'Intense' gypsy moth infestation hits Minneapolis neighborhood

Gypsy moth
Gypsy moths
Courtesy Purdue University

An aggressive gypsy moth population is defoliating trees in parts of Minneapolis' Lowry Hill neighborhood.

State Department of Agriculture officials are prohibiting residents from moving trees and wood items from the area until early next summer. The restriction started July 1.

"I think the number of gypsy moths, the caterpillars that we've seen in the area, the number of spent egg masses — it's one of the heaviest infestations that we've seen in Minnesota," said agriculture department spokesperson Allen Sommerfeld.

A resident contacted the department after seeing caterpillars on trees. The department surveyed the area and found trees already being defoliated by the insects.

The insects are one of the most destructive forest pests in the country, Sommerfeld said.

"It feeds on over 300 trees and shrubs and can defoliate those trees and shrubs," he said. "Over time, if they become stressed from disease or drought or other factors, they can actually kill trees."

During the restricted period, residents also are asked to inspect vehicles, furniture and other outdoor items for gypsy moths before moving them out of the area.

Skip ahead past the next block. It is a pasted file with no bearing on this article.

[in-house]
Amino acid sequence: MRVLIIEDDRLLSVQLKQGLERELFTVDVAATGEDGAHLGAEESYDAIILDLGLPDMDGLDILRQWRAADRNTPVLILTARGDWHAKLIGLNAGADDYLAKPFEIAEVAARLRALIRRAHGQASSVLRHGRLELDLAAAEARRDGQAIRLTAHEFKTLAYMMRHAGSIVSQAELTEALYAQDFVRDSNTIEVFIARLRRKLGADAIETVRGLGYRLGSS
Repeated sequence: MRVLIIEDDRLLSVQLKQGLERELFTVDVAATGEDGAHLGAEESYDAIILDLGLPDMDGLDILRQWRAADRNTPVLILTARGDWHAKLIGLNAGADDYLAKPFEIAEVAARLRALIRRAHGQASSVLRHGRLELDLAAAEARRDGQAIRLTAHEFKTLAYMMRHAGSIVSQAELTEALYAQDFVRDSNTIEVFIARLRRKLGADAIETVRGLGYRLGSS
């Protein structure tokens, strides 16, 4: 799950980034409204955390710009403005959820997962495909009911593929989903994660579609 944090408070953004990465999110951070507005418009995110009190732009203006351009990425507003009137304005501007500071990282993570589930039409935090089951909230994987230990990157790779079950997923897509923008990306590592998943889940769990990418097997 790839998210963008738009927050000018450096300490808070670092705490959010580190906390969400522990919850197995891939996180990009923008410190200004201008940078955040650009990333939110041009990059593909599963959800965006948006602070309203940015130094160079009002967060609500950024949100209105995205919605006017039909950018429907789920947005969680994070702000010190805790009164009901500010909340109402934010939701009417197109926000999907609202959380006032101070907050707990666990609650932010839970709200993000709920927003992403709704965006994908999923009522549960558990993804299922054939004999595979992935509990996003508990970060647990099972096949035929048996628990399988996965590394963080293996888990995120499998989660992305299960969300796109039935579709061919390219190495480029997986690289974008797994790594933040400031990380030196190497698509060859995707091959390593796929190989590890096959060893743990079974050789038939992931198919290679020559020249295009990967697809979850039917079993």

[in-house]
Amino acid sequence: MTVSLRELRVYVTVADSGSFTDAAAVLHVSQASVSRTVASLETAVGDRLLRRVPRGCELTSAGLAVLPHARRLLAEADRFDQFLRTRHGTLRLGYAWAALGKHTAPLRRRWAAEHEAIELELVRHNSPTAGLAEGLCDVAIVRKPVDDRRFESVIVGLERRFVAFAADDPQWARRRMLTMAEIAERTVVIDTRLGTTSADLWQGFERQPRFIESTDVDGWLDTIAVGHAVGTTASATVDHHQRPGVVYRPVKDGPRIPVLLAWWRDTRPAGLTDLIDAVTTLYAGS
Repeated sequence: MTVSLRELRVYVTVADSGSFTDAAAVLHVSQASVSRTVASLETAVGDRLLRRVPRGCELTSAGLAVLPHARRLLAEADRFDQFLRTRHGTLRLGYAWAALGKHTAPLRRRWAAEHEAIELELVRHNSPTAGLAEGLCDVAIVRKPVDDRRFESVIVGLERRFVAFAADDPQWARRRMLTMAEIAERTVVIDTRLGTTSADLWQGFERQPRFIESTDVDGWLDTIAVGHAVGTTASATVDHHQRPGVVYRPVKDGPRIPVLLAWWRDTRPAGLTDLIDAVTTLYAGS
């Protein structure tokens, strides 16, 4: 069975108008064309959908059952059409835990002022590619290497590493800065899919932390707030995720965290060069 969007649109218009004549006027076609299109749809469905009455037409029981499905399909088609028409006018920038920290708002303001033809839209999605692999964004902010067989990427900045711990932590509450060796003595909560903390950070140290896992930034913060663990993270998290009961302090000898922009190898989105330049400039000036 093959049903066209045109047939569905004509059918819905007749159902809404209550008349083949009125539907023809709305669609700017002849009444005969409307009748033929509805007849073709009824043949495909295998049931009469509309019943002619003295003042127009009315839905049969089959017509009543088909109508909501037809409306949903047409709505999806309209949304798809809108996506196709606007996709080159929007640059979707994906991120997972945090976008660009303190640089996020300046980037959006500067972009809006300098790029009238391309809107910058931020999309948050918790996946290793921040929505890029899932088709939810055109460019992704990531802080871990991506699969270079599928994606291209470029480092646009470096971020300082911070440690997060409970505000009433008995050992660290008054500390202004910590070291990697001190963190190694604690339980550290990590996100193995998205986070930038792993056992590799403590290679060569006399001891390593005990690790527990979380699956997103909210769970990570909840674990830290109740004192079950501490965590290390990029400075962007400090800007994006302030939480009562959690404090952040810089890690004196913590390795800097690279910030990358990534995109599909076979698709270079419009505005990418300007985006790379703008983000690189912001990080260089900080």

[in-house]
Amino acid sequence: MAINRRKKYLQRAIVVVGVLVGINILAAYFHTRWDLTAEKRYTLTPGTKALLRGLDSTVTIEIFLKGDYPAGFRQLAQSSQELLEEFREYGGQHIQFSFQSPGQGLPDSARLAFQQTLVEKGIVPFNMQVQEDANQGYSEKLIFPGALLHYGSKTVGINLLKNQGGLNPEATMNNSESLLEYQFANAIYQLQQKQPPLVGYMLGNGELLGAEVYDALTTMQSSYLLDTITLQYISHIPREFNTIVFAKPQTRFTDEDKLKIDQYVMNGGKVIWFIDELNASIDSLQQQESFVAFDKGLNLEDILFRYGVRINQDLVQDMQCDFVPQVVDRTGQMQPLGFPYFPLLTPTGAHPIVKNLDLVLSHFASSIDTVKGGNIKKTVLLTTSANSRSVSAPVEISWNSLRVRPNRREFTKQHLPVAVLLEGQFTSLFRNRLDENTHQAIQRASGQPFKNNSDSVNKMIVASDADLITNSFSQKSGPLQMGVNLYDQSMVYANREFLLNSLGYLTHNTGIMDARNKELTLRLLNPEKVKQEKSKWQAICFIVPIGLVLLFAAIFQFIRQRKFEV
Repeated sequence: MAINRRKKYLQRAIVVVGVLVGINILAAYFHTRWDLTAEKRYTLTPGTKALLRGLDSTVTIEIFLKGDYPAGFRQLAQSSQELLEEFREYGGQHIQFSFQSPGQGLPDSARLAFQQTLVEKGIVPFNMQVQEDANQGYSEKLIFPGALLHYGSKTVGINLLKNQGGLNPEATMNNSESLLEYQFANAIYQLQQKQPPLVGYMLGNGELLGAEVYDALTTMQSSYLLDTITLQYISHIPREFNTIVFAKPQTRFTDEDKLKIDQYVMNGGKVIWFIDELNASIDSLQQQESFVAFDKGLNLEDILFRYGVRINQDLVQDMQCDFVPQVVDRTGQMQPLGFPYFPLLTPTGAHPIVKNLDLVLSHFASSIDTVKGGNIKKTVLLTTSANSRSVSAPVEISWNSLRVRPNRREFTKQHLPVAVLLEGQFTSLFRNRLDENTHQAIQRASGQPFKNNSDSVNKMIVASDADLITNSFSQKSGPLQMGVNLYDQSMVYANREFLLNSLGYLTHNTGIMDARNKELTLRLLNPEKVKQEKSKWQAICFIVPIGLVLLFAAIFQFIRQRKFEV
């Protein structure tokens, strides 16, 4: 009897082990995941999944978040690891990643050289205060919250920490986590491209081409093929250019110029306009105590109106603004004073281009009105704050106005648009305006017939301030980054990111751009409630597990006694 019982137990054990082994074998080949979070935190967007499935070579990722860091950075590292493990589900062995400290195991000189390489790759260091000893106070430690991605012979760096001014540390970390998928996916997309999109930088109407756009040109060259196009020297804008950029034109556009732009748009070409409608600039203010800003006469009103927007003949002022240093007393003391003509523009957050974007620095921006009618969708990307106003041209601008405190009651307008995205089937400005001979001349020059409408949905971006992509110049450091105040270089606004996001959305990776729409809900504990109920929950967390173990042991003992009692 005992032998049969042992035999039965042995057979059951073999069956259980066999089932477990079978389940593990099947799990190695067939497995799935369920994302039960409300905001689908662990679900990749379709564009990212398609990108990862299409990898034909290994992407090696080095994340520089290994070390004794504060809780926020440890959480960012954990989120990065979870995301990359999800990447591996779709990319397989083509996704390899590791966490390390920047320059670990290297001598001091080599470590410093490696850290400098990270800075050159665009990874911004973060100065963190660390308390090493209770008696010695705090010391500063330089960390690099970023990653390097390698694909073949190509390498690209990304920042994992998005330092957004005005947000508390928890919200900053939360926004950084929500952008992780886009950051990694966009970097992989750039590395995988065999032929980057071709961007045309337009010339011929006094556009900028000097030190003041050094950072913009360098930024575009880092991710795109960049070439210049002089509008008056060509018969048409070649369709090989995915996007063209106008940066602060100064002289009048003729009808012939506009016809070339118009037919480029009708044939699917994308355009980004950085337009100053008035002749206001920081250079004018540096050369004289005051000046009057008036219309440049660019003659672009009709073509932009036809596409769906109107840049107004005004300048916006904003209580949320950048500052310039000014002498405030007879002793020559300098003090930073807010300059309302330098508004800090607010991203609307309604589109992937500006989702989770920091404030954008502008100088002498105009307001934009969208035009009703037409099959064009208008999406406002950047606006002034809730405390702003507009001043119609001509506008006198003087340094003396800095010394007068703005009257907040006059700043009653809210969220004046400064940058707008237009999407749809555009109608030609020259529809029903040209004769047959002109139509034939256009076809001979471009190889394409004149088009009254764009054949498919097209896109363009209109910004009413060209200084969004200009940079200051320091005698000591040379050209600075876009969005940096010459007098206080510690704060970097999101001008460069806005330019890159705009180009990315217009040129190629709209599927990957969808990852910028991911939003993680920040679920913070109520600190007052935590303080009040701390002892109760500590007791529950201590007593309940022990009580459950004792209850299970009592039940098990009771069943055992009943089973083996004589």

"We really ask for the residents' cooperation," Sommerfeld said. "It's a cooperative effort to try to limit the spread of this infestation."

Treatment options are effective in the spring during the early life stage of the caterpillar, he said, so it's too late for this year. Treatment could occur next May, if there's funding, he added. There will be meetings and open houses with residents prior to treatment.

Most recently, an area of Richfield and part of Minneapolis were treated. The department restricted the area last November, administered treatment in the spring and lifted the restriction mid-June.

"That quarantine size and the treatment size was much larger than the Lowry Hill neighborhood," Sommerfeld said. "But Lowry is more intense. There are many more insects in this infestation than there were in Richfield."

Your support matters.

You make MPR News possible. Individual donations are behind the clarity in coverage from our reporters across the state, stories that connect us, and conversations that provide perspectives. Help ensure MPR remains a resource that brings Minnesotans together.